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The Mizuho Financial Group will face a significant shake-up of its management team in March, due to a loan scandal.

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Japan??s Second-Biggest Bank Punished over Loans to Organized Crime

The Mizuho Financial Group will face a significant shake-up of its management team in March, due to a loan scandal.

Japan??s Second-Biggest Bank Punished over Loans to Organized Crime (Reuters)

Japan??s second-largest lender, the Mizuho Financial Group, will face a significant shake-up of its management team in March, due to a loan scandal. Chairman Takashi Tsukamoto will step down, as the bank incurs charges from the country??s banking regulators that it granted loans to known organized crime members.  While the loans themselves weren??t huge — some 230 totaling about $2 million — the bank failed to take action for two years after these loans were identified as being made to ??anti-social? forces. To ensure this never happens again, Mizuho Chairman Tsukamoto offered to step down. But President Yasuhiro Sato would not leave his position — instead offering to give up his compensation for the 12-month period starting this past November. In addition, Mizuho wants to introduce a new board of directors, composed of figures outside of the industry, and will introduce such an idea to its shareholders at their annual meeting in June. Whether all of these changes will restore the confidence of Japanese consumers remains to be seen.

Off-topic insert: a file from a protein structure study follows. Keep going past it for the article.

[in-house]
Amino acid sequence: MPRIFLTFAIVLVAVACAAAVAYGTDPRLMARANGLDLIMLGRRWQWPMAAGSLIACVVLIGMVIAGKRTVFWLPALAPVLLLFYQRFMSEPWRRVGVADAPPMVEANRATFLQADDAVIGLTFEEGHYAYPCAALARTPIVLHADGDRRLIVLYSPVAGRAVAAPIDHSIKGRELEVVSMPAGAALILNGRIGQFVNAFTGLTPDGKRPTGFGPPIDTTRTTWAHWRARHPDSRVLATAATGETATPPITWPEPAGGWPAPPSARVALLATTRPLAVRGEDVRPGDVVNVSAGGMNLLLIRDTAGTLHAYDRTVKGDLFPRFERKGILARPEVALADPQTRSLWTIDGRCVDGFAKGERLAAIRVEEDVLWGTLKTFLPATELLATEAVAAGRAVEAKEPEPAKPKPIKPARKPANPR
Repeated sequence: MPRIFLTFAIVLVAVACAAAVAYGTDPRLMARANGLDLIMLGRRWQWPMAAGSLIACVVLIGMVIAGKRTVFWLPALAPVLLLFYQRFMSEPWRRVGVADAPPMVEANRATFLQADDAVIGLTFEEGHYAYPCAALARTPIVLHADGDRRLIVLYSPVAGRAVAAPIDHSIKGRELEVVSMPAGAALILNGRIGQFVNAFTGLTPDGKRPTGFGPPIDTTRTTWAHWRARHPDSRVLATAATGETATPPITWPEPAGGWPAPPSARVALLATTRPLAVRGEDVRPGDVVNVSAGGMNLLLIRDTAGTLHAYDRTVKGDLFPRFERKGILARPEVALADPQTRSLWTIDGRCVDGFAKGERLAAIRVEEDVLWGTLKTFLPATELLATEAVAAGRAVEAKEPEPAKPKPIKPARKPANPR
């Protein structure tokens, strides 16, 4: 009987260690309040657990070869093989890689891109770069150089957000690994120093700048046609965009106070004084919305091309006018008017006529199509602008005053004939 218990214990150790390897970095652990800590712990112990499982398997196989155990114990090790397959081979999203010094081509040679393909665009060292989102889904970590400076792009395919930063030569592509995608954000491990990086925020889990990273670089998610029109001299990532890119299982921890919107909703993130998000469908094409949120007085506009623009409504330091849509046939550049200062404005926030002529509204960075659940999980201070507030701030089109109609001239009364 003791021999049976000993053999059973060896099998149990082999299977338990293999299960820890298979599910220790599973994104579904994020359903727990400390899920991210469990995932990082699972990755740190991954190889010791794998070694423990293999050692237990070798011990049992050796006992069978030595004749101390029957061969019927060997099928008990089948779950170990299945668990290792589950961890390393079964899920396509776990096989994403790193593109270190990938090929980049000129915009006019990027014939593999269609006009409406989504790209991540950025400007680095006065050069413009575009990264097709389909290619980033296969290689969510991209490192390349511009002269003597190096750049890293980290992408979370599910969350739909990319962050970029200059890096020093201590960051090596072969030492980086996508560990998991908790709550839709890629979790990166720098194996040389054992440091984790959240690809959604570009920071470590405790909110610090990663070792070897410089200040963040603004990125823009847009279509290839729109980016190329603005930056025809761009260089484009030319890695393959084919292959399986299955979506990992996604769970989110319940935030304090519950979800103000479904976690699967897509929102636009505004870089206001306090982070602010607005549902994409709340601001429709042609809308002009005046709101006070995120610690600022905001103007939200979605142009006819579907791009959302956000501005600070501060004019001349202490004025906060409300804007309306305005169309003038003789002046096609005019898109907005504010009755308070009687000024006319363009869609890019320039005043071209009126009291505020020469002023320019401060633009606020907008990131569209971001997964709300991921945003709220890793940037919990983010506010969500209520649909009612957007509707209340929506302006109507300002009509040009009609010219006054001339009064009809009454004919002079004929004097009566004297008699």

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Japan’s Second-Biggest Bank Punished over Loans to Organized Crime

Japan’s Second-Biggest Bank Punished over Loans to Organized Crime (Reuters)

Japan’s second-largest lender, the Mizuho Financial Group, will face a significant shake-up of its management team in March, due to a loan scandal. Chairman Takashi Tsukamoto will step down, as the bank incurs charges from the country’s banking regulators that it granted loans to known organized crime members.  While the loans themselves weren’t huge — some 230 totaling about $2 million — the bank failed to take action for two years after these loans were identified as being made to “anti-social” forces. To ensure this never happens again, Mizuho Chairman Tsukamoto offered to step down. But President Yasuhiro Sato would not leave his position — instead offering to give up his compensation for the 12-month period starting this past November. In addition, Mizuho wants to introduce a new board of directors, composed of figures outside of the industry, and will introduce such an idea to its shareholders at their annual meeting in June. Whether all of these changes will restore the confidence of Japanese consumers remains to be seen.

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